Thursday, November 6, 2014

Report Finds Some of World’s Biggest Companies Use Tax Havens to Avoid Taxes

International giants including Pepsi, IKEA and FedEx have saved billions in taxes by funneling money through Luxembourg, claims a report by the Washington, DC-based International Consortium of Investigative Journalists (ICIJ).

ICIJ, a global network of 185 reporters in 65 countries who collaborate on transnational investigations, reviewed 28,000 pages of leaked confidential documents to come up with its findings. According to the journalists’ report, big companies create a complicated accounting and legal structure that allows for movement of profits from high-tax countries to lower-tax countries – some with tax rates below 1 percent.

“The private deals are legal in Luxembourg but may be subject to legal challenges outside of the country,” says a Huffington Post article. The European Union has been going back and forth with Luxembourg over whether the country has to disclose tax deals that might violate European law.

As the EU probes continue, the multinational group the Organization for Economic Cooperation and Development is proposing new rules that would prevent companies from using common practices to shift profits into countries considered “tax havens.”

UBS Exec Acquitted of Helping Americans Evade $20B in Taxes

A former UBS AG executive Raoul Weil was found not guilty of conspiring with US clients to hide $20 billion from the IRS in secret international bank accounts. “Weil was the highest-ranking Swiss banker prosecuted under an IRS and Justice Department crackdown on Americans’ use of offshore accounts to dodge U.S. taxes,” reports the Associated Press.

The verdict comes as a blow to the US government, which has been increasingly pursuing international banks and Americans who use offshore accounts to dodge taxes. It also was surprising: In 2009 UBS paid a $780 million US fine for helping US citizens avoid taxes. The Swiss banking giant disclosed thousands of American account holder names, many of whom were later prosecuted by the IRS.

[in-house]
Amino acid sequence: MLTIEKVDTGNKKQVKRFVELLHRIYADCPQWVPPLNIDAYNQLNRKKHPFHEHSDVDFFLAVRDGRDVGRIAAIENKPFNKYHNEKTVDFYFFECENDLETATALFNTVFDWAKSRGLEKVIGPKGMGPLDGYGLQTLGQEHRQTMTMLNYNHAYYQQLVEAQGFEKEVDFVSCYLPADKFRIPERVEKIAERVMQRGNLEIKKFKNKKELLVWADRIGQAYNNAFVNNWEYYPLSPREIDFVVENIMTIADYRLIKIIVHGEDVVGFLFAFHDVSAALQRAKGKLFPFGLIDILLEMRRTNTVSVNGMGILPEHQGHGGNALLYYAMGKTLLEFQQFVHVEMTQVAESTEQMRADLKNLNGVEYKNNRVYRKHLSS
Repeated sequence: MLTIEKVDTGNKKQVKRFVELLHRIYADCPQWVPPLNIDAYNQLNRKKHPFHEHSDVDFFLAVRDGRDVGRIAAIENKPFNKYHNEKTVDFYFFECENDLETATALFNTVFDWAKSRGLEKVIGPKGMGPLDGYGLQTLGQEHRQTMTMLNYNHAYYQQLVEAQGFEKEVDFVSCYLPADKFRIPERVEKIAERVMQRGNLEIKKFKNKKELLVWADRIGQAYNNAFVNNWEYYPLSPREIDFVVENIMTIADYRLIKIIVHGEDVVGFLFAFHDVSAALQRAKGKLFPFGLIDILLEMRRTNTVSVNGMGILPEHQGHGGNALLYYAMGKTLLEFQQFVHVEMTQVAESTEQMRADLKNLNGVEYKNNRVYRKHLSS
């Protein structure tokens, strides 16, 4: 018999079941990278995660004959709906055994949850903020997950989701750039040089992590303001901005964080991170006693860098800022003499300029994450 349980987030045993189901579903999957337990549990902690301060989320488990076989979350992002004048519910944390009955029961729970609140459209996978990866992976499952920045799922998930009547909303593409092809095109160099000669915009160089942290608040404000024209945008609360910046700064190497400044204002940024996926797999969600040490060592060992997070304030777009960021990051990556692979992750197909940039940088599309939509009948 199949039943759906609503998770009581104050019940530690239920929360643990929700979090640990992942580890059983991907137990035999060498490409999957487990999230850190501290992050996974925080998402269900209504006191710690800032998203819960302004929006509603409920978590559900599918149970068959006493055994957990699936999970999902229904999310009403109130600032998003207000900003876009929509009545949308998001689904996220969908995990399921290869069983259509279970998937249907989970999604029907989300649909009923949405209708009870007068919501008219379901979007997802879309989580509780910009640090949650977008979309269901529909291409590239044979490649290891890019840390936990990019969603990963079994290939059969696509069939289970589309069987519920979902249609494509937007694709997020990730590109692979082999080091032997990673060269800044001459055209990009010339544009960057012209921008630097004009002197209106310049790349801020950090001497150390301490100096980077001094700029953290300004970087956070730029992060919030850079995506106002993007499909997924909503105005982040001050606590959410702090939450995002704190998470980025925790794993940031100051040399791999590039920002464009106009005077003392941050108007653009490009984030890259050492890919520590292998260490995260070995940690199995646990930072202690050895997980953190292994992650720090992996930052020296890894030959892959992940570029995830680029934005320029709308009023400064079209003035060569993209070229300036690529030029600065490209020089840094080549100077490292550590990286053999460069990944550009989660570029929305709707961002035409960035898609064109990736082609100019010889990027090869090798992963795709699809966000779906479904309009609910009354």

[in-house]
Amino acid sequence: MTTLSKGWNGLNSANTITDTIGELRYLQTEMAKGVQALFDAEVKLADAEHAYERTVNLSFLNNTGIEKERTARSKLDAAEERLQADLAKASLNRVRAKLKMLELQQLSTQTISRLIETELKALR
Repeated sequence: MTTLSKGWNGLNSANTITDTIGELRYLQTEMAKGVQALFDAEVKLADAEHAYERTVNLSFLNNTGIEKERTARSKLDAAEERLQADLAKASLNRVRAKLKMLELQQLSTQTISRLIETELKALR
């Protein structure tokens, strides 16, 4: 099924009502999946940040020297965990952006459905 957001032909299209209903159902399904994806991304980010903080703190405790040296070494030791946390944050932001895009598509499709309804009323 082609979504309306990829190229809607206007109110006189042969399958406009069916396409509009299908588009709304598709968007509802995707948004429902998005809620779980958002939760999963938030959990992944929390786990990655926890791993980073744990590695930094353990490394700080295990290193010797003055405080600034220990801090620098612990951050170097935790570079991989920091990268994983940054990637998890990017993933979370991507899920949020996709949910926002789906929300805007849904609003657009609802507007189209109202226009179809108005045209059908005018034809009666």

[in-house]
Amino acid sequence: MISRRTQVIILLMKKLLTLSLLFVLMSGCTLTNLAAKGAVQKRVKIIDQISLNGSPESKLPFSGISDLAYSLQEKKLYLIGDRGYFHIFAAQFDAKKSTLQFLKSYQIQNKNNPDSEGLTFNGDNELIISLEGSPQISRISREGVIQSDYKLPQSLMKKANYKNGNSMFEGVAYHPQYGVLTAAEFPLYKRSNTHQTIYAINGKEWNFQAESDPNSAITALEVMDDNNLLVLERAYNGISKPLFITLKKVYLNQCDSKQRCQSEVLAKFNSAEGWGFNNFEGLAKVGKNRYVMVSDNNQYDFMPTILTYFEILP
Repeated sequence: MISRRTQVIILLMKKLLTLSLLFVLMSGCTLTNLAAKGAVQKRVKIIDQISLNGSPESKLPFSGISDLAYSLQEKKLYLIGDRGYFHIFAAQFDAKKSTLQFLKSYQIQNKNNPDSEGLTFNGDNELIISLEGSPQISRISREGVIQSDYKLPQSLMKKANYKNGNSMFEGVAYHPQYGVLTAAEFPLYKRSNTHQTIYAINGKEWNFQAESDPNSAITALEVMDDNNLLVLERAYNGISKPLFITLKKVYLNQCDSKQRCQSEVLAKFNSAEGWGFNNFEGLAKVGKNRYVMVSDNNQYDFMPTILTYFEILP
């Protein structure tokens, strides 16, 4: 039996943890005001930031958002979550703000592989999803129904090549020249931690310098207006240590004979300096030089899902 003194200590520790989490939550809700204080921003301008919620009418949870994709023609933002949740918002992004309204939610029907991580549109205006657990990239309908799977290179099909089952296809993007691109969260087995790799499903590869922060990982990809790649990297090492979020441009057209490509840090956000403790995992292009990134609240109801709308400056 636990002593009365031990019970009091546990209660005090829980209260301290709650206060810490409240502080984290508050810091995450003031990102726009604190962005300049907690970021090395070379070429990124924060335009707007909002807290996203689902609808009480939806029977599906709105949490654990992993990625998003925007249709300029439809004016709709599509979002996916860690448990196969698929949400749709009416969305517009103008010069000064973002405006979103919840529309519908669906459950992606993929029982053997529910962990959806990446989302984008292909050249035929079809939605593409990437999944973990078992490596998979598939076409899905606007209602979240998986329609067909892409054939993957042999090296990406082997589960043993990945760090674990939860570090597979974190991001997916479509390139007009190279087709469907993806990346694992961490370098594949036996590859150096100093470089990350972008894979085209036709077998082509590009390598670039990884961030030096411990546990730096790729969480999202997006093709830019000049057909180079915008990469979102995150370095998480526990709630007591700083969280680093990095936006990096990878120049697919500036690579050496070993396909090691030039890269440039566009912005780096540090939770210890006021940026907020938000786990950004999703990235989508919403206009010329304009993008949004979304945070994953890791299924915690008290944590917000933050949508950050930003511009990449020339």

Testimony against Weil detailed the lengths to which the banker supposedly went in order to conceal wrongdoing. Weil allegedly kept sensitive client data under a “solitaire” game tab on an encrypted laptop with an emergency password that would delete any trace of the customer’s data if it was seen by the wrong person.

A DOJ spokesperson said that, despite the verdict, the US government will continue pursuing banks, and their executives, suspected of helping wealthy Americans avoid billions in taxes.

For more commentary on the verdict see Newsweek,  The Wall Street Journal and CNBC.

Friday, October 17, 2014

Trial Starts for Former UBS Executive in Tax Fraud Case

The trial of UBS AG’s former chief executive Raoul Weil started this week in Florida. He is accused of helping American clients avoid taxes and conceal $20 billion of US taxpayers’ assets in offshore accounts. Weil is the highest-ranked UBS executive to be prosecuted by the US.

The Swiss banker allegedly helped “black account” holders – American citizens who didn’t want their assets disclosed to the IRS – hide millions of dollars and charged them steep fees for the extra service. Weil and other UBS bankers used multiple credit cards, changed hotels often and avoided electronic communication with clients, claims the prosecution’s star witness, Hans Schumacher, who was a banker at UBS.